Fertility rights and responsibilities

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Can a fertility program or clinic deny treatment to patient(s) if there is concern about the ability to care for the child(ren)?

Yes. Fertility programs can withhold services if there are signs that patients will not be able to care for child(ren). Services should not be withheld without good reason and it should happen only after a careful assessment has been made by the clinical team.

Can a fertility program deny services to people with disabilities?

Most people with disabilities are able and well-qualified to raise children. They should not be denied services only because of their disability. Disabled people are protected by the federal Americans with Disabilities Act. The Act makes it against the law to deny fertility services to a disabled person if the reason is based on stereotypes or doubts (with no proof) about his/her ability to take care of a child.

Can a fertility program deny services to singles, gays, and lesbians?

ASRM states that patients should not be denied fertility services because they are unmarried, gay, or lesbian.

Do all fertility programs offer services to HIV-positive patients? Fertility rights

About 3% of practices in the United States that are registered with the Society for Assisted Reproductive Technology (SART) provide services to people with HIV.

Some programs and clinics have concern about risks of transmission to clinic personnel and other eggs, sperm, and embryos at that clinic. There is also a high cost to provide separate laboratory space and equipment to lower the risk of cross-contamination.

Can a fertility program deny services to a woman after menopause?

In general, infertility is a natural part of aging and menopause. There are higher emotional and physical risks to pregnancy for a woman after menopause. For these reasons, pregnancy after menopause should be discouraged. However, some women go into menopause earlier than usual. Pregnancy after premature menopause, also known as primary ovarian insufficiency (POI), should not be discouraged.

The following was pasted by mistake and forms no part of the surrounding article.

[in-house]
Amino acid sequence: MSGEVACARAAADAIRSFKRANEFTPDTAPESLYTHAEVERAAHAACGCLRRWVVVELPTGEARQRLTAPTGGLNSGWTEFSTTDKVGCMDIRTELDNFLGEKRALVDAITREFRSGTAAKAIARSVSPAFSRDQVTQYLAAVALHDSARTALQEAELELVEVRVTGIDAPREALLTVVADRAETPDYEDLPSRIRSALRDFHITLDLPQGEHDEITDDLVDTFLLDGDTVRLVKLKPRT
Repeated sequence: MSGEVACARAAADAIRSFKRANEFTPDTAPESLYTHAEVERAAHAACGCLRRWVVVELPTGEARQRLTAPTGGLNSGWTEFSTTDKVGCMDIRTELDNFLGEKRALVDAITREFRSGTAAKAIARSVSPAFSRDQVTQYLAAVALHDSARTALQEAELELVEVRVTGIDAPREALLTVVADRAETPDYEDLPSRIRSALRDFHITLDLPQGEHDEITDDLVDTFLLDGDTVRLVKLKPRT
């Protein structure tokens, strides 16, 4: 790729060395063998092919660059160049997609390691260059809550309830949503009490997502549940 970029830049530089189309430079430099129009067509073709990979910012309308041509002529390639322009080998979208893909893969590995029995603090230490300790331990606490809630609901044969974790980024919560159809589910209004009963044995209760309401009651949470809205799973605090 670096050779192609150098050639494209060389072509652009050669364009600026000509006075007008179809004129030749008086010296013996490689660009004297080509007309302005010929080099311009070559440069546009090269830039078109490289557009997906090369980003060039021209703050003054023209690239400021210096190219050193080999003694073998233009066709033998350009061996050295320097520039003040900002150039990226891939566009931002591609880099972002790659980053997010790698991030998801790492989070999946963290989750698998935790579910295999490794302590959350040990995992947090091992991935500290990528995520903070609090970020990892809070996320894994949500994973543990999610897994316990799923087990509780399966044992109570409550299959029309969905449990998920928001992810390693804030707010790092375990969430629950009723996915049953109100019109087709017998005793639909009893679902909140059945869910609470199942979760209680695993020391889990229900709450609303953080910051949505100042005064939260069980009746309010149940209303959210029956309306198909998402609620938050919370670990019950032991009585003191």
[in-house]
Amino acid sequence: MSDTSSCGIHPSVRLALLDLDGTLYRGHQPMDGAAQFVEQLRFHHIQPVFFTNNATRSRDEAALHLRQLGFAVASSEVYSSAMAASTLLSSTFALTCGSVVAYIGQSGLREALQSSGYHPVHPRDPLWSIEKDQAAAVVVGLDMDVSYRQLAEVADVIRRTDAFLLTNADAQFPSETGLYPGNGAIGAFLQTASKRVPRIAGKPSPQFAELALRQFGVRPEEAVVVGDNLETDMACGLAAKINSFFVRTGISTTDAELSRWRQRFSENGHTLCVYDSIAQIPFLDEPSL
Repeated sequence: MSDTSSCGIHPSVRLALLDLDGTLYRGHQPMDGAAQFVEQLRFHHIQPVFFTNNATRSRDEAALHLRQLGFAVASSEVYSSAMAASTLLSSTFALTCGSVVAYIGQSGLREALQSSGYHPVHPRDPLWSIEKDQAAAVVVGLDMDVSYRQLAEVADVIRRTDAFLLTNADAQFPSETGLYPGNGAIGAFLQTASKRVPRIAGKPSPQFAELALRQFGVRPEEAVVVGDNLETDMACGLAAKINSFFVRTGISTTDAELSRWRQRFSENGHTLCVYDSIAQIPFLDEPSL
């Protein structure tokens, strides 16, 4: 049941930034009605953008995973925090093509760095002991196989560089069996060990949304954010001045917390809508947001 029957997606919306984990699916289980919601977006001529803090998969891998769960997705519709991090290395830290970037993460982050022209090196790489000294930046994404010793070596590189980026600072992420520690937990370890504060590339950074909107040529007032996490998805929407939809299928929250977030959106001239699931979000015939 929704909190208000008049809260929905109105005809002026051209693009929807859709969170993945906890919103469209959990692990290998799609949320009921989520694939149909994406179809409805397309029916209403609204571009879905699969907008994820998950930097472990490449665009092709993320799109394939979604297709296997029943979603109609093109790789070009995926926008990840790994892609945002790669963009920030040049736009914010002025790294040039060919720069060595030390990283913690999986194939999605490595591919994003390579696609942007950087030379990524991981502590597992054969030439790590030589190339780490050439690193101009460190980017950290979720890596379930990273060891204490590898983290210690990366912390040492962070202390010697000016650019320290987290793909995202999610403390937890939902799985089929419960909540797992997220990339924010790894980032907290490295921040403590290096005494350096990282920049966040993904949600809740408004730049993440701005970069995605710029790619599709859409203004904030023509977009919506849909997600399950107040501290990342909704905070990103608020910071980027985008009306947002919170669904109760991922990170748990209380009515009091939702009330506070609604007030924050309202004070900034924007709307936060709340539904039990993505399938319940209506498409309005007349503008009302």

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Women with POI need donor eggs to get pregnant. Like every case where donor eggs are used, it is important to consider the woman’s health, medical, genetic, and psychosocial risks, and the plans for child-rearing before deciding to go forward with egg donation.

Should patients with extremely low chances of success be allowed to continue treatment?

Clinicians need to discuss risks, benefits, and choices to patients when any type of treatment option is explored. When there is an extremely low chance of having a baby with a treatment, it should be discouraged. Other options for family-building should be explored.

Are patients required to undergo parenting skills assessment?

No, patients are not required to undergo and programs are not required to do parenting skills assessment. Sometimes problems are found during the course of treatment. Providers may choose not to go forward because of concerns for the child or fear of legal responsibility. Examples of such problems are uncontrolled mental illness, history of child or spousal abuse, or substance abuse.

Are risk-sharing programs ethical?

Risk-sharing programs are an agreement between a clinic and a patient where a patient pays for several IVF cycles at the beginning. Most of the payment is refunded if a pregnancy or live birth does not happen by the time the series is finished.

ASRM states that these programs can be ethical if patients are protected by clearly spelling out beforehand:

• What is considered success

• What is the chance of success

• What are the pros and cons of the program

• That pregnancy and delivery are not guaranteed

but a refund is guaranteed if not successful

• What type of refund is possible

• What is the cost

• That patients will pay higher expenses with the program than if the sharing program is not chosen

Revised 2014

For more information on this and other reproductive

health topics, visit www.ReproductiveFacts.org